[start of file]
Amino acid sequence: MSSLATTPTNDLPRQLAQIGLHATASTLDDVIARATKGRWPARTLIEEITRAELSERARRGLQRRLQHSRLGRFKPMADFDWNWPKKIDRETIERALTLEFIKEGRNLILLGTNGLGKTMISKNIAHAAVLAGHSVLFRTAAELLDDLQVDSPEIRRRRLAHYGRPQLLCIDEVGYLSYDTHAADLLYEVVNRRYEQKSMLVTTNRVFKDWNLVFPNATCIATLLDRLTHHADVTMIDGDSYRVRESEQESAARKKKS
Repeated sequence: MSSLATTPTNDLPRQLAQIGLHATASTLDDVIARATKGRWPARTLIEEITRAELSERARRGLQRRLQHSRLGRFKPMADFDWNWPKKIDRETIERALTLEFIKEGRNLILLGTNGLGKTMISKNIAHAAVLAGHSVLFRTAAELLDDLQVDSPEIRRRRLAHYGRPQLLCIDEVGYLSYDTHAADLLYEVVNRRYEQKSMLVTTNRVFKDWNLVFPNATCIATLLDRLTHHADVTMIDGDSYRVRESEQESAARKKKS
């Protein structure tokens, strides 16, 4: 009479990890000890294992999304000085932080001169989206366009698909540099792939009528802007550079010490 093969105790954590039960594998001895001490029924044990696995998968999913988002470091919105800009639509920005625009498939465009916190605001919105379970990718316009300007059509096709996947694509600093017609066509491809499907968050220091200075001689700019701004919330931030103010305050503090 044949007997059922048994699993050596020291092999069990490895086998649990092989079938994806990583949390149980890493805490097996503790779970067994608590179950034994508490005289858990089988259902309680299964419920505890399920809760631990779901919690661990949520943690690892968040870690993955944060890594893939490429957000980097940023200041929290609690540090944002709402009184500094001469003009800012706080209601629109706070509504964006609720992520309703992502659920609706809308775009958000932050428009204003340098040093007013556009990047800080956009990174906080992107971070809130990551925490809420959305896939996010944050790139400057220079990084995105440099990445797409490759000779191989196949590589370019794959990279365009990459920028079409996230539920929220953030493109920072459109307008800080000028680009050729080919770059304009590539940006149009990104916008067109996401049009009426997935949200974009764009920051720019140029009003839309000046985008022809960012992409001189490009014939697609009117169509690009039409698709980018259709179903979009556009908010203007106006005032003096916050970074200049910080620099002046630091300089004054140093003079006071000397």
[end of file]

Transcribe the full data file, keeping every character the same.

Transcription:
Amino acid sequence: MSSLATTPTNDLPRQLAQIGLHATASTLDDVIARATKGRWPARTLIEEITRAELSERARRGLQRRLQHSRLGRFKPMADFDWNWPKKIDRETIERALTLEFIKEGRNLILLGTNGLGKTMISKNIAHAAVLAGHSVLFRTAAELLDDLQVDSPEIRRRRLAHYGRPQLLCIDEVGYLSYDTHAADLLYEVVNRRYEQKSMLVTTNRVFKDWNLVFPNATCIATLLDRLTHHADVTMIDGDSYRVRESEQESAARKKKS
Repeated sequence: MSSLATTPTNDLPRQLAQIGLHATASTLDDVIARATKGRWPARTLIEEITRAELSERARRGLQRRLQHSRLGRFKPMADFDWNWPKKIDRETIERALTLEFIKEGRNLILLGTNGLGKTMISKNIAHAAVLAGHSVLFRTAAELLDDLQVDSPEIRRRRLAHYGRPQLLCIDEVGYLSYDTHAADLLYEVVNRRYEQKSMLVTTNRVFKDWNLVFPNATCIATLLDRLTHHADVTMIDGDSYRVRESEQESAARKKKS
């Protein structure tokens, strides 16, 4: 009479990890000890294992999304000085932080001169989206366009698909540099792939009528802007550079010490 093969105790954590039960594998001895001490029924044990696995998968999913988002470091919105800009639509920005625009498939465009916190605001919105379970990718316009300007059509096709996947694509600093017609066509491809499907968050220091200075001689700019701004919330931030103010305050503090 044949007997059922048994699993050596020291092999069990490895086998649990092989079938994806990583949390149980890493805490097996503790779970067994608590179950034994508490005289858990089988259902309680299964419920505890399920809760631990779901919690661990949520943690690892968040870690993955944060890594893939490429957000980097940023200041929290609690540090944002709402009184500094001469003009800012706080209601629109706070509504964006609720992520309703992502659920609706809308775009958000932050428009204003340098040093007013556009990047800080956009990174906080992107971070809130990551925490809420959305896939996010944050790139400057220079990084995105440099990445797409490759000779191989196949590589370019794959990279365009990459920028079409996230539920929220953030493109920072459109307008800080000028680009050729080919770059304009590539940006149009990104916008067109996401049009009426997935949200974009764009920051720019140029009003839309000046985008022809960012992409001189490009014939697609009117169509690009039409698709980018259709179903979009556009908010203007106006005032003096916050970074200049910080620099002046630091300089004054140093003079006071000397």